As such, would not the Holy Spirit have deemed it good, even essential, that the Gentile believers all first spoke in tongues, drove out demons, not worry about poison or serpents, and heal the sick, before paying any attention to the avoidance of certain foods and of even sexual immorality?  Indeed, He would and does.  That is why when the Holy Spirit of John 14.26 is present, even new believers speak in tongues, and more experienced believers can drive out demons and heal the sick by the laying on of hands without prayer or anointing in oil.

So, who is the ‘holy spirit’ of Acts 15.28?

I call him the spirit of the church, but he is certainly not the Spirit of Truth whom Jesus sent.  It is a spirit created by the church by its faith and collusion and maintained by its faith to listen to men like James rather than obey the holy command of the Father to listen to Jesus the Son only. [Matthew 17.5; Mark 9.7; Luke 9.35]   For even the Son said to Peter, “You must follow Me.” [John 21.22]

You may disagree and object most violently.  I suggest you save your breathe and energy, for the days of distress that are upon us will surely test the spirit that leads and guides you and your congregation, for it is those who practise the words of Jesus who are like the wise man who built his house on the rock, digging deep for its foundation so that when the wind blows, the river rises, the rain falls and the torrent strikes, the house is not shaken and will not fall.  As for those who have heard the words of Jesus but did not practise them because they were too busy practising the words of men like James, as Jesus said, their house will fall with a crash!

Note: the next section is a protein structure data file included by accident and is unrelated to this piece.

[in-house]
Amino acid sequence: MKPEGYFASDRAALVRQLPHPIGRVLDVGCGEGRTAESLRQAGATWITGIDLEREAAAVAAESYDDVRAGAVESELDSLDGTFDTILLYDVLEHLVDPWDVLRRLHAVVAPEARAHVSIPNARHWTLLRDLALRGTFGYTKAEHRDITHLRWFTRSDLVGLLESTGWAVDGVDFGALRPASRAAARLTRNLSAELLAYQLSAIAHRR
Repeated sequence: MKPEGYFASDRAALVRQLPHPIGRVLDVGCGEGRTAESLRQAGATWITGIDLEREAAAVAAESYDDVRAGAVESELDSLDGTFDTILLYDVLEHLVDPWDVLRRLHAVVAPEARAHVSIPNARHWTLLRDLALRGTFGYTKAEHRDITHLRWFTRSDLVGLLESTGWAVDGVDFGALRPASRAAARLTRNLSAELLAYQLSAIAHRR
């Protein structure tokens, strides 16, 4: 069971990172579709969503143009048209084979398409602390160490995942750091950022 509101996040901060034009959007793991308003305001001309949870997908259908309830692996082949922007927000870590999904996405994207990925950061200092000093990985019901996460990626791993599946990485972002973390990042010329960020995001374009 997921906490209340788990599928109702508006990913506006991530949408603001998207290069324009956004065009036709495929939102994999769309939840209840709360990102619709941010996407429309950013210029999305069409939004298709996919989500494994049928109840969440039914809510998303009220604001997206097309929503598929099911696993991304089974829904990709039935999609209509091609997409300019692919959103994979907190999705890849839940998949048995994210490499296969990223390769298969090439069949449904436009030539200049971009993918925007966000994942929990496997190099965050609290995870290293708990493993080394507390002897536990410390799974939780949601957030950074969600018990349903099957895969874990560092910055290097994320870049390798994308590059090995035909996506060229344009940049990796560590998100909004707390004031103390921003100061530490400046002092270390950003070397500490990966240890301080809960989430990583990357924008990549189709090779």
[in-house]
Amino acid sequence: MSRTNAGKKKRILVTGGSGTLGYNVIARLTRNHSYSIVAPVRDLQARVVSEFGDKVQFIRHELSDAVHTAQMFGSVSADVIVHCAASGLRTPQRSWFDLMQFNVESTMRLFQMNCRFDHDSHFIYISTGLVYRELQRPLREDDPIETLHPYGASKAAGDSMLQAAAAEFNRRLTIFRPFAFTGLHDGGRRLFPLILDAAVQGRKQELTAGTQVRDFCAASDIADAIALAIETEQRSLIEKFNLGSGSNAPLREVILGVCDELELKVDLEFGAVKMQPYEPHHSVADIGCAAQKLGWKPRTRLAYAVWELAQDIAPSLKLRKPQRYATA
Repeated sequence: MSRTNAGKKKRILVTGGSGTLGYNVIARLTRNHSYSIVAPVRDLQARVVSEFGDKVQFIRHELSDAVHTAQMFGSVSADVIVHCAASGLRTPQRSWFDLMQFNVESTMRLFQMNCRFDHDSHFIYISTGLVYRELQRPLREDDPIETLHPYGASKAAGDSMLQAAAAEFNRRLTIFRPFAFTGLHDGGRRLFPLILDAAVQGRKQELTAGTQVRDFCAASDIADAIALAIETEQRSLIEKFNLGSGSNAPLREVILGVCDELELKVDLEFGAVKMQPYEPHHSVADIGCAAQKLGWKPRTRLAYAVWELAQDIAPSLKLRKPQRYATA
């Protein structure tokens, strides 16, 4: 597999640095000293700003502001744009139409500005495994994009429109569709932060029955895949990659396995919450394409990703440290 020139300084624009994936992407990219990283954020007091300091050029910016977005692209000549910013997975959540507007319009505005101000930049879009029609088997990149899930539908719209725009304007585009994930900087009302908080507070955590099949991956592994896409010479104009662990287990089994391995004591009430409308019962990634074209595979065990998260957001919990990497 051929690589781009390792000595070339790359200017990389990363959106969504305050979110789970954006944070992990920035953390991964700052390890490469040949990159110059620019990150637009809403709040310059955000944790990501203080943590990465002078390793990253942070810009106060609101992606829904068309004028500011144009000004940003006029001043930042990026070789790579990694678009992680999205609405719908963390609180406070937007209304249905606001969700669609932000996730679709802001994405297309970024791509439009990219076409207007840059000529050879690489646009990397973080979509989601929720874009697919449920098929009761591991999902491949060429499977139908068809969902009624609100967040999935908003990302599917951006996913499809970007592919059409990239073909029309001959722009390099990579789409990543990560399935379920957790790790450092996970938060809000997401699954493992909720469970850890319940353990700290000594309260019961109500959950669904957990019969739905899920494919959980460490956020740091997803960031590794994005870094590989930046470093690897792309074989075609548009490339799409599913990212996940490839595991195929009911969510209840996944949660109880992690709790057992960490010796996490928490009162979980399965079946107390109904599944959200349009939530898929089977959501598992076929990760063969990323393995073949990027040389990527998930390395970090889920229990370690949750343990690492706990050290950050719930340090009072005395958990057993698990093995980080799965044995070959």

The spirit of Acts 15.28 will have you practise the words of James without mentioning a word of Jesus.  There are no teachings of Jesus mentioned in the letter of Acts 15.23.  But the Spirit of Truth, when He comes, will guide you into all truth and remind you of what Jesus has said, make known to you what belongs to Jesus, tell you what He has heard and what is yet to come, and bring glory to Jesus, not to James.

So, if there is any spirit we need to drive out from among us, it is the spirit of Acts 15.28 – the impostor, the religious powerless one, the spirit of the church – which does not have in mind the things of God but of men… men like James.

Hr. Ed, manager of the Holy Spirit’s Workshop, Sydney